For the first time, full access to the court decision is now provided. Delivered by Judge Hong, the decision features evidence which appears to show how elites amass fortunes, through practices that significantly increase the cost of living for the PNG public, and distort how national resources are applied.

The case of Wah and Doehrman centres on a simple and seemingly noble exercise, building colleges catering to marginalised learners. Judge Hong claims this scheme was exploited by its authors, so that a range of actors could take improper cuts from the PNG public. This had the effect of diluting t...


Population explosion makes protection of customary land vital Act Now! blogs

By Eddie Tanago

Papua New Guineas population is growing at an explosive rate, which makes retaining control of customary land vitally important. Customary land is very valuable. It sustains a huge economy and provides employment for 3 million local farmers. Customary land is also vital for food security and it makes people strong and self-reliant. 

The 2011 National Census reported PNGs population to be 7.2 million but at a growth rate of over 2% each year, it has already grown to an estimated 8.3 million.[1] That is a 1.1 million or 15% increase in just 6 years.

By 2030, it is estimated our population will be 10.5 million. That is another increase of 2.2 million or 26% on todays figure.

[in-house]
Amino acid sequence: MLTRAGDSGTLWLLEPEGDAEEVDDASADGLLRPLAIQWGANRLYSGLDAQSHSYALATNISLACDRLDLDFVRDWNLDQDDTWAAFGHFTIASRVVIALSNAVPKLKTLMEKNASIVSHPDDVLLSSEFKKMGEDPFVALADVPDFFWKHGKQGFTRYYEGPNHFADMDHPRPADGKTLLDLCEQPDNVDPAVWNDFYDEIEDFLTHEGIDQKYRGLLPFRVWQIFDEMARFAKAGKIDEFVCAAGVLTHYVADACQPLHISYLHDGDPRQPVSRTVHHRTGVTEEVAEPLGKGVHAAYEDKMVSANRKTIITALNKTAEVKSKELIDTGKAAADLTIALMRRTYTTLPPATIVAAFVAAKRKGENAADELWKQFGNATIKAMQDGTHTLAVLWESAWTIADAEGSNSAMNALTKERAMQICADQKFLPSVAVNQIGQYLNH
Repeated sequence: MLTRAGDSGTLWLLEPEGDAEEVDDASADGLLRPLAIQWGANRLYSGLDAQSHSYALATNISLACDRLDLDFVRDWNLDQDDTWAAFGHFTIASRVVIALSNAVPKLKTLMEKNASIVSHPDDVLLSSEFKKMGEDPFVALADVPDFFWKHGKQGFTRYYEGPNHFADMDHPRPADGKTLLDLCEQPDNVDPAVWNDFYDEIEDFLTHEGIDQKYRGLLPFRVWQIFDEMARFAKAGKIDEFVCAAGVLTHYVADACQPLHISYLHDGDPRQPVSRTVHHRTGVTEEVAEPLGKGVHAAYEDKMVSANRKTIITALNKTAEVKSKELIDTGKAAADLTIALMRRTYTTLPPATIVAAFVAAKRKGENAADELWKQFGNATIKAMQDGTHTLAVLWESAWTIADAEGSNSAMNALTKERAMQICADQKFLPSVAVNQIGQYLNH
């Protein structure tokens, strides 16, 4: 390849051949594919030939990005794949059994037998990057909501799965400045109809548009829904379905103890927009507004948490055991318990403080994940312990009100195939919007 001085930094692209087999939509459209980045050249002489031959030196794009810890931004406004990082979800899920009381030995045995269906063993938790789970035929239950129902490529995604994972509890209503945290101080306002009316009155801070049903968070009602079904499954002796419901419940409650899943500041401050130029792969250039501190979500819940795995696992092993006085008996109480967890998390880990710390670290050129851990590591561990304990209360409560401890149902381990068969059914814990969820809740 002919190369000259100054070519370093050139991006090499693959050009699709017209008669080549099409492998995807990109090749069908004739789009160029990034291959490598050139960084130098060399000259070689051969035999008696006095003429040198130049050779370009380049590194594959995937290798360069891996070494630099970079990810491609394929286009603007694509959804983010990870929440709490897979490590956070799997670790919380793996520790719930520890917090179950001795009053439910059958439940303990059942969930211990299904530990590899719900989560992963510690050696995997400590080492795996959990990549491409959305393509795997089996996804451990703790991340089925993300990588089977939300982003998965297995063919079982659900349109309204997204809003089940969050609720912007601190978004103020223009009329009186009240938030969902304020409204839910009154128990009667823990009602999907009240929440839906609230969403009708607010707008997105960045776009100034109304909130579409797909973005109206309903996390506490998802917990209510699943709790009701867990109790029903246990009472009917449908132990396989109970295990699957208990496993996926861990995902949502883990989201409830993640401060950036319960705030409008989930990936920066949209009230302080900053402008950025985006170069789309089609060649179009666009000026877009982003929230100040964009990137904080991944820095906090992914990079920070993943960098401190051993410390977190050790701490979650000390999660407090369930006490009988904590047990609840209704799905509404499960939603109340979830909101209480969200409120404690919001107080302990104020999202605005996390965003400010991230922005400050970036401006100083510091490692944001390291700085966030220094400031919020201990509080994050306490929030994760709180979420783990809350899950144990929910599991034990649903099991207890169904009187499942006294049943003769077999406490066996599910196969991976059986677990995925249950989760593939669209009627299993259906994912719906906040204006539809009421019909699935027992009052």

By 2050, the population will be 13 million. That is a staggering 4.7 million increase from 2017.

This increase in population cannot go unnoticed by the government.

The government must stop its efforts to register customary land as that opens the door to illegal land deals and land alienation. The government must also stop encouraging and allowing foreign owned industries to take control over customary land. 

Our customary land is already very valuable and when we allow outsiders onto our land, whether under the guise of logging, mining, oil palm or other activities, we lose a vital asset; one that is only going to be even more crucial for our children and their children's children.

Retaining control of customary land will help reduce the impacts of PNGs population explosion by providing a home, food security and employment for our children.

Footnote: [1]


Migrant worker exploitation: insights from New Zealand Devpolicy Blog from the Development Policy Centre

Migrant worker exploitation in New Zealand is a pressing issue. Media headlines over recent months highlighting the issue include: He treated us like dogs: people trafficker jailed; Filipino dairy farm workers abused, exploited; and Exploited Indian students turning to suicide, support group warns. These are not isolated cases of exploitation and some cases are illustrative of modern day slavery.